Round Table Discussion on Chinese Intrusion in Ladakh
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A meeting to discuss the implications of the Chinese intrusion in Ladakh was held at the VIF on 26 April 2013. Gen NC Vij, former COAS briefed a select group of former diplomats and Army officers on the issue. Among those present included Mr Ajit Doval, KC, Director VIF, Ambassador Kanwal Sibal, Ambassador Rajiv Sikri, Lt Gen RK Sawhney (Retd), Brig Vinod Anand (Retd) and Brig Gurmeet Kanwal (Retd). Gen Vij began by situating the location of the intrusion and terrain configuration of the general area. The area lies between the Karakoram and the Ladakh Ranges and is towards the south-east of the Saltoro Ridge. The Karakoram Highway runs northward across the Karakoram Pass but the going is tough due to glaciated terrain and it is not physically possible to interdict the highway. While explaining the dynamics of the Line of Actual Control (LAC) environment, he said that such transgressions were a common occurrence by both sides but the difference this time is the fact that the Chinese patrol decided to stay put on the Indian side.

Chinese troops in platoon strength have pitched tents in a patch of land south-east of Daulat Beg Oldie in Sub-sector North. Indian troops have also positioned themselves facing the Chinese. Tactically, the Chinese occupation is of little significance and can be easily isolated by establishing blocking positions and cutting off their supply line. Gen Vij also outlined other available military options including carrying out similar incursions on Chinese side of the LAC in a different sector and then use the same as a bargaining counter. He also reiterated the need for having unity of command along the LAC and placing the Indo-Tibetan Border Police (ITBP) under the Army’s chain of command for effective border management.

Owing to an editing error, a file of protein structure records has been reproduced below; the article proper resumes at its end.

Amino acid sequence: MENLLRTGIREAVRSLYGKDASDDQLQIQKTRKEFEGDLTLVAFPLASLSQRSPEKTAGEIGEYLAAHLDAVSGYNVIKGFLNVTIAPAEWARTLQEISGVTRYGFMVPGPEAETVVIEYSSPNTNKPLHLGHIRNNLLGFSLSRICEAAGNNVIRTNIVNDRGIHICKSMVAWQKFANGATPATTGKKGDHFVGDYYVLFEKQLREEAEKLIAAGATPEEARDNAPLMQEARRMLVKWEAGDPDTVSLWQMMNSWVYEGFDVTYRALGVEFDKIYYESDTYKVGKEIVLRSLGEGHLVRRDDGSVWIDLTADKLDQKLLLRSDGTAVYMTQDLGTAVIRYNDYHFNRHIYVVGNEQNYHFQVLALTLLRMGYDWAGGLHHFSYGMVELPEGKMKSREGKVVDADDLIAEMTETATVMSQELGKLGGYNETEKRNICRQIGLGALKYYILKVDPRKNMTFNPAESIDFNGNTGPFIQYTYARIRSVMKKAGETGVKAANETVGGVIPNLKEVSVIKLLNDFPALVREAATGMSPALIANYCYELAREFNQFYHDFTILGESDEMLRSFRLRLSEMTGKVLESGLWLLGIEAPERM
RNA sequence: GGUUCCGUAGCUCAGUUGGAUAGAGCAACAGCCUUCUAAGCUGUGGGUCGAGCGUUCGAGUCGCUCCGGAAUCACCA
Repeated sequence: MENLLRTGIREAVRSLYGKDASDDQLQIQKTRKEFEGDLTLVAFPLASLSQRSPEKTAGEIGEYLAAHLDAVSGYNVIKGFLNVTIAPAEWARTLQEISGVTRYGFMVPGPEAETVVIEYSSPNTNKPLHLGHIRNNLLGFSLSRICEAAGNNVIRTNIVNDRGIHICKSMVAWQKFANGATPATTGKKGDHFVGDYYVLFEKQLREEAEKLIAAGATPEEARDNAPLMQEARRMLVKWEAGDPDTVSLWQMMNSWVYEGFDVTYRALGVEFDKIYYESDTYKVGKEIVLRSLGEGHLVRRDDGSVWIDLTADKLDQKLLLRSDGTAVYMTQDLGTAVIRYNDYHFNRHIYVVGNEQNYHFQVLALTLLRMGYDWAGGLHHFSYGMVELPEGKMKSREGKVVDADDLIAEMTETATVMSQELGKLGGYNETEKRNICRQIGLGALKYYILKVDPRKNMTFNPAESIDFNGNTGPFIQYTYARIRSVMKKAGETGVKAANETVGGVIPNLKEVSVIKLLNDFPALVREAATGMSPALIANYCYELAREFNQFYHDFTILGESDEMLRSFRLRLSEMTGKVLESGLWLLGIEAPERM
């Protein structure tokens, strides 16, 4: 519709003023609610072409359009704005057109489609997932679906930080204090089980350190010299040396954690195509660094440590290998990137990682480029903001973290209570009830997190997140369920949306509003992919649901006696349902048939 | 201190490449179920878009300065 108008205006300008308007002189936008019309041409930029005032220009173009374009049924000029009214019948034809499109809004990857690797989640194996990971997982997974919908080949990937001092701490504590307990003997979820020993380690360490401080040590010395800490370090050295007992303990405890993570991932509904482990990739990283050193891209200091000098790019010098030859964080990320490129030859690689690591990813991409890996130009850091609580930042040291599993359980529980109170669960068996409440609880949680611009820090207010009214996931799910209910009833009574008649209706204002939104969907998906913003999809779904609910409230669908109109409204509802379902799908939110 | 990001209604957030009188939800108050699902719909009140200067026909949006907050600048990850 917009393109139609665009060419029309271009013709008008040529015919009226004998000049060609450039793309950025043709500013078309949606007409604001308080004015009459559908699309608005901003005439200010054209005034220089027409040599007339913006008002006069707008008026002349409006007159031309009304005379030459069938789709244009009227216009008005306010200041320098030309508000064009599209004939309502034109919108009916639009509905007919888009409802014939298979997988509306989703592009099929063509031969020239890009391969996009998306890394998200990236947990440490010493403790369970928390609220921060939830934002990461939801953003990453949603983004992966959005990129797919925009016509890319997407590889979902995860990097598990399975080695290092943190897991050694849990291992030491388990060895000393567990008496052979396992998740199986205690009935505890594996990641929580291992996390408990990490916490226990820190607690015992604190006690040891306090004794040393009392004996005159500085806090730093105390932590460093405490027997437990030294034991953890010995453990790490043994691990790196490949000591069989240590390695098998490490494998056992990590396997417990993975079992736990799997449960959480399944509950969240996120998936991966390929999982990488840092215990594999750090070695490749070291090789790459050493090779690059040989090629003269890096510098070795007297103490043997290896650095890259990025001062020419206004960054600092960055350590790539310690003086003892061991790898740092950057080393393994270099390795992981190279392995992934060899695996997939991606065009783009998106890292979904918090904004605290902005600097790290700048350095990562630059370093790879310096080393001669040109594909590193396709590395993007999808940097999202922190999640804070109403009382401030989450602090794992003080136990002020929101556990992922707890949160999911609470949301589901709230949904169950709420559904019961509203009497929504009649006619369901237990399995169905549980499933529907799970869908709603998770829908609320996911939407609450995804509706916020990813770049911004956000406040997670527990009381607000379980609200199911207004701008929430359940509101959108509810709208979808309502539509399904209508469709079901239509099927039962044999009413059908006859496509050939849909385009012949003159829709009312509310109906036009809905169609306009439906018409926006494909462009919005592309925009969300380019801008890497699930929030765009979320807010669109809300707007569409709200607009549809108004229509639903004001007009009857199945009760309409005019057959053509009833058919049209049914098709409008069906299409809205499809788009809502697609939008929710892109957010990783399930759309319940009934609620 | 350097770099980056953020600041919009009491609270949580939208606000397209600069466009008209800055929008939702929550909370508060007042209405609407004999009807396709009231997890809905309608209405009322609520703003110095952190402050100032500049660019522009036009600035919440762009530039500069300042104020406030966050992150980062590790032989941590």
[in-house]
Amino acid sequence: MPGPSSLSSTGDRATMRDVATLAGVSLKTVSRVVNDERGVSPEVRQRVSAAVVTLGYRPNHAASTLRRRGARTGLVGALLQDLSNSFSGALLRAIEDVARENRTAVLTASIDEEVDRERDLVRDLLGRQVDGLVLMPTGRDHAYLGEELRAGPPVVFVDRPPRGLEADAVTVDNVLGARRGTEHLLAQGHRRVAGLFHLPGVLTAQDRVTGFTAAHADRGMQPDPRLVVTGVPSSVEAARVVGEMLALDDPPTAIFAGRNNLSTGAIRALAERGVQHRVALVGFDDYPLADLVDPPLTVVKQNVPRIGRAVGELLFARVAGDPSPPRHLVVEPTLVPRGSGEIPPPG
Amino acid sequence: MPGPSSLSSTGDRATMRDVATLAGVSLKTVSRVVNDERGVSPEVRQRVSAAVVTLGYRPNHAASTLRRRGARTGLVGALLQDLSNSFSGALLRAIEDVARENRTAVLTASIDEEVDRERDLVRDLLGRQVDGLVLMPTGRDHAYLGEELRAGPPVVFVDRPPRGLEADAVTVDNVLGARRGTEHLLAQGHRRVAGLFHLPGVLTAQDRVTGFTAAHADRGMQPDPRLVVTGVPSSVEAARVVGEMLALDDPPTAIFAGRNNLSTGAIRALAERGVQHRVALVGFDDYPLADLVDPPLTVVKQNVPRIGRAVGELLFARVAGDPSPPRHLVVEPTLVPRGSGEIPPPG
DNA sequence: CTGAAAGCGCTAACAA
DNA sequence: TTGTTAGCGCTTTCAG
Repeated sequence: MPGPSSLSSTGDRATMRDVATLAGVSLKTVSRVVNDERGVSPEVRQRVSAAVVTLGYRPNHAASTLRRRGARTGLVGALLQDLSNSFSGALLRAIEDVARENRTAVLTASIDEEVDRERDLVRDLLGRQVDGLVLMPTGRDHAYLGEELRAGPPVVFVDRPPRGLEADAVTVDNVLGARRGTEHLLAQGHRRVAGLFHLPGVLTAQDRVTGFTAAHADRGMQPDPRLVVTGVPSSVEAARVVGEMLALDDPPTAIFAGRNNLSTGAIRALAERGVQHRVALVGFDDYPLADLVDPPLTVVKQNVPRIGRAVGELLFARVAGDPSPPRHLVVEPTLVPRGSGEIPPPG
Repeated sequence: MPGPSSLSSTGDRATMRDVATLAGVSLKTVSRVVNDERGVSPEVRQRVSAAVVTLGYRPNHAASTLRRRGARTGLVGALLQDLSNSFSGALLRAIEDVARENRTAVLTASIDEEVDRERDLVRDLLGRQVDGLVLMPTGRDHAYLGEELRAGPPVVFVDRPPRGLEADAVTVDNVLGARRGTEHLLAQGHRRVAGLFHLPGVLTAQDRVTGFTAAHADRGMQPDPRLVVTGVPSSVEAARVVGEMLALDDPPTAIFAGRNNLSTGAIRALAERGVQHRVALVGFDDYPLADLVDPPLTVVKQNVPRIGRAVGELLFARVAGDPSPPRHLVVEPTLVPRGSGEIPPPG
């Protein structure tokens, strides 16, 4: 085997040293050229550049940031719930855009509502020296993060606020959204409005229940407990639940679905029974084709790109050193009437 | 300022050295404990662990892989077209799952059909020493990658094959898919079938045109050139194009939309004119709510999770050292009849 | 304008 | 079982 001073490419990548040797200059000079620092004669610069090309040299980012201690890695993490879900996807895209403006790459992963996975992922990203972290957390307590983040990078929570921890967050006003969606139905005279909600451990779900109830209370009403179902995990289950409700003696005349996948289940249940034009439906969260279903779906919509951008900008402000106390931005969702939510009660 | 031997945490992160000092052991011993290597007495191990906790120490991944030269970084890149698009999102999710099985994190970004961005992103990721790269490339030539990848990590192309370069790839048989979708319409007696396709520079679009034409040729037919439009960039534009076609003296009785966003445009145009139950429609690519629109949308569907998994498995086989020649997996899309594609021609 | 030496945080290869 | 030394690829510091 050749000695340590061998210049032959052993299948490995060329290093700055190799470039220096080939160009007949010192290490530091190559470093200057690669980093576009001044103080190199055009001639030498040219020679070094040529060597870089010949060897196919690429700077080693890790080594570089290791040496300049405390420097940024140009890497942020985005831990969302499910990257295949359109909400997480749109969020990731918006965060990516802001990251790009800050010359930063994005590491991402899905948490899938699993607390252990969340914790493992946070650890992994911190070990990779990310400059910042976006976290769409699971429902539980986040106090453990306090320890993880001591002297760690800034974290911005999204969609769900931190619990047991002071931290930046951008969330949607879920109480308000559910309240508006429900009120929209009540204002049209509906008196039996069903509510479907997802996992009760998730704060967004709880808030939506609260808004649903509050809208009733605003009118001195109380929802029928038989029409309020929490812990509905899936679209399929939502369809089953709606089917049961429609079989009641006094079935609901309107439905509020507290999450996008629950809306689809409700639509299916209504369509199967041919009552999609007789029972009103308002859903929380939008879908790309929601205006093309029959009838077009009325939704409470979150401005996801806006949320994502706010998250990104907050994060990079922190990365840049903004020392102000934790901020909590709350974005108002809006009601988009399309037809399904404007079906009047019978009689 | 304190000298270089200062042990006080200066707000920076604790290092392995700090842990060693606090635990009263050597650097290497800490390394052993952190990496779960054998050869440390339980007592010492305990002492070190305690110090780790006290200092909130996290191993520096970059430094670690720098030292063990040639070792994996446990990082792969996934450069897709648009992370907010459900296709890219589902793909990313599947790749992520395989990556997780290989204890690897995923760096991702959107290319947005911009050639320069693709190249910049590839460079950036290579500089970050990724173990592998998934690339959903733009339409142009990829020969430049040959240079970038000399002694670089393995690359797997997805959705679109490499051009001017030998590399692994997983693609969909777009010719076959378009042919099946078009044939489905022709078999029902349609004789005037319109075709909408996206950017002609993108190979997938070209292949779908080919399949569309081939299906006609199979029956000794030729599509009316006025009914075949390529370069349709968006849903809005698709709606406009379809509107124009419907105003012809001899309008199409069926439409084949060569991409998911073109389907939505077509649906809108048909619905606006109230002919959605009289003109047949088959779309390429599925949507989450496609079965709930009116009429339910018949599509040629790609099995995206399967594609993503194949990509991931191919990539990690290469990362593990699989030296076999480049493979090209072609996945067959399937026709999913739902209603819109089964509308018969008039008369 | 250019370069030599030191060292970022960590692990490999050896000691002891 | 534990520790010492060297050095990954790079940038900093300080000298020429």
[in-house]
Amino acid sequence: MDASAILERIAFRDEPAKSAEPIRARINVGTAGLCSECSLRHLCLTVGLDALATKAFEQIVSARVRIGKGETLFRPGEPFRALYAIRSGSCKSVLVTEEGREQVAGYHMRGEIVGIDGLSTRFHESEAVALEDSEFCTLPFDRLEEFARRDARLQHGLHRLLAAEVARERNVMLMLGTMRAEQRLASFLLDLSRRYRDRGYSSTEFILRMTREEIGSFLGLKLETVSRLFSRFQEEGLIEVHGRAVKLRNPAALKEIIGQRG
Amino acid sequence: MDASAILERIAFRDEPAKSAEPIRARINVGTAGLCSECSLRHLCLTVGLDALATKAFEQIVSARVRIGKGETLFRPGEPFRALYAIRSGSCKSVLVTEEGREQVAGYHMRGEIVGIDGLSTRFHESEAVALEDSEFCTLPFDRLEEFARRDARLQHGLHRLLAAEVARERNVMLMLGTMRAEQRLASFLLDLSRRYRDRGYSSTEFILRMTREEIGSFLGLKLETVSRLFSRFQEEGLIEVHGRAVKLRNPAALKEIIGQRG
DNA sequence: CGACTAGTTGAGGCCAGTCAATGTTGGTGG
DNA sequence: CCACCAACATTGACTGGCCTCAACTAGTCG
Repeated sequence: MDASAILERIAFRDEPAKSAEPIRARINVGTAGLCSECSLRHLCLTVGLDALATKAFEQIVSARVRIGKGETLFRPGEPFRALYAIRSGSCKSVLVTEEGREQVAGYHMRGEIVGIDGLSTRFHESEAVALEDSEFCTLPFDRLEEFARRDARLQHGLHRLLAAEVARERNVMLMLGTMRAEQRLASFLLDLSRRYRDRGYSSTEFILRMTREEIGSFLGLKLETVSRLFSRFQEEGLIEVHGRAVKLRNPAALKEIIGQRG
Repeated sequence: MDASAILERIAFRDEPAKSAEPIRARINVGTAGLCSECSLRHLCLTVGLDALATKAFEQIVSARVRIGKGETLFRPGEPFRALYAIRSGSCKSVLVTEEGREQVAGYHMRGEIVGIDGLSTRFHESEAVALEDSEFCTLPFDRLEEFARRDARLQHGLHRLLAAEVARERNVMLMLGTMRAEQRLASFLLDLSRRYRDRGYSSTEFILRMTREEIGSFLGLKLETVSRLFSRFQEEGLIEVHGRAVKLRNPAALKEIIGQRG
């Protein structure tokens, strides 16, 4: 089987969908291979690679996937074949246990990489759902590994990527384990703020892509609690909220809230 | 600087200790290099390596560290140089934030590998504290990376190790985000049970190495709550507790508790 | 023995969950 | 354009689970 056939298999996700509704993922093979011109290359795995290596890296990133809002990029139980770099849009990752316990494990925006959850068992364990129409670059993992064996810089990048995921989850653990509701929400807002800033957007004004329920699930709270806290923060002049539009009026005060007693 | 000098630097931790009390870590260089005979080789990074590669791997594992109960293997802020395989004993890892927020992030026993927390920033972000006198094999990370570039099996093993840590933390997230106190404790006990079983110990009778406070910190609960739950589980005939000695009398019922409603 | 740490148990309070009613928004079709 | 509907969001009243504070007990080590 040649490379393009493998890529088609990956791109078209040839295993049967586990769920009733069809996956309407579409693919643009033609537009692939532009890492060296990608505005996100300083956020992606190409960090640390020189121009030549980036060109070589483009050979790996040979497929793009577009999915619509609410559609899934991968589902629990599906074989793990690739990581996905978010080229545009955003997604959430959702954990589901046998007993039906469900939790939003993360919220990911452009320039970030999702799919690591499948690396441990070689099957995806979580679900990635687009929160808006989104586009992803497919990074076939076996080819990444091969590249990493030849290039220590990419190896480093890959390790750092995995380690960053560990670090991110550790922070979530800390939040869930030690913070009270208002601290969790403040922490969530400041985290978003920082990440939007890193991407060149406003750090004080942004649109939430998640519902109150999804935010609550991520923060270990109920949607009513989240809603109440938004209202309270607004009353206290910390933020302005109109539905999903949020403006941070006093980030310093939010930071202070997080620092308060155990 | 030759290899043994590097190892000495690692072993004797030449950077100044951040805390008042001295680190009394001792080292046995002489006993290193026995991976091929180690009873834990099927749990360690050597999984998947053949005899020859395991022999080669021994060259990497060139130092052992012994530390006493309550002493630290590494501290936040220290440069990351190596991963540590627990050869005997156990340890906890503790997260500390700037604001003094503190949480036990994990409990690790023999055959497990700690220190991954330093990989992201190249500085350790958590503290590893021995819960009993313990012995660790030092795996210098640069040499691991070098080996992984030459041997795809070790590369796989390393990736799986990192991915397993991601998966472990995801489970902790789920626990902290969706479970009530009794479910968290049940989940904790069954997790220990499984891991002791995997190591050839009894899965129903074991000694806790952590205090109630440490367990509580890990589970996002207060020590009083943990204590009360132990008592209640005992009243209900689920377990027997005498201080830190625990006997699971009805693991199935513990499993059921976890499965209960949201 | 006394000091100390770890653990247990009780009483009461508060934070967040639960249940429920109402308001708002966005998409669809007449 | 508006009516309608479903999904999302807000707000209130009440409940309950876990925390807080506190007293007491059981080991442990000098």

China’s action is at variance with the general improvement of India-China ties, notably in the economic domain but also in terms of maintaining high level political exchanges bilaterally and working together in multilateral groupings. Defence contacts and regional dialogues, including the recent one on Afghanistan, are other signs of positive engagement between the two countries. This incident comes in the wake of the supposedly friendly exchanges between our Prime Minister and President XI Jinping at Durban on the occasion of the BRICS Summit. The Chinese action also appears to have the blessings of higher authorities and was not merely carried out by a local commander on the ground. The discussion was centred on understanding Chinese motivations behind the intrusion. Some felt that China was giving a strong message to India ahead of Prime Minister’s Le Keqiang’s scheduled visit to India on 21 May. Another reason could be that the Chinese have decided to pressure India in order to dissuade it from participating in the US pivot towards Asia, about which they are deeply concerned. However, the logic seems to be unsound as this move may well push India closer to the US.

It was felt that India should have been more firm in dealing with the situation and must not accede to Chinese demands of suspending infrastructure development works on our side of the LAC. Under the circumstances, the scheduled visit of Foreign Minister Salman Khurshid to China is undesirable and India should have insisted that the Chinese first vacate their intrusion. In the long run, India should form closer alliances with the Rim Land countries in East Asia to counter Chinese aggressiveness and be prepared to meet any eventuality on the ground. India needs to give out a strong message to China that its bullying tactics and bellicosity would not be accepted. At the same time, the political and military leadership should draw important lessons from this episode and have a contingency in place for similar occurrences in the foreseeable future.

Event Date 
April 26, 2013
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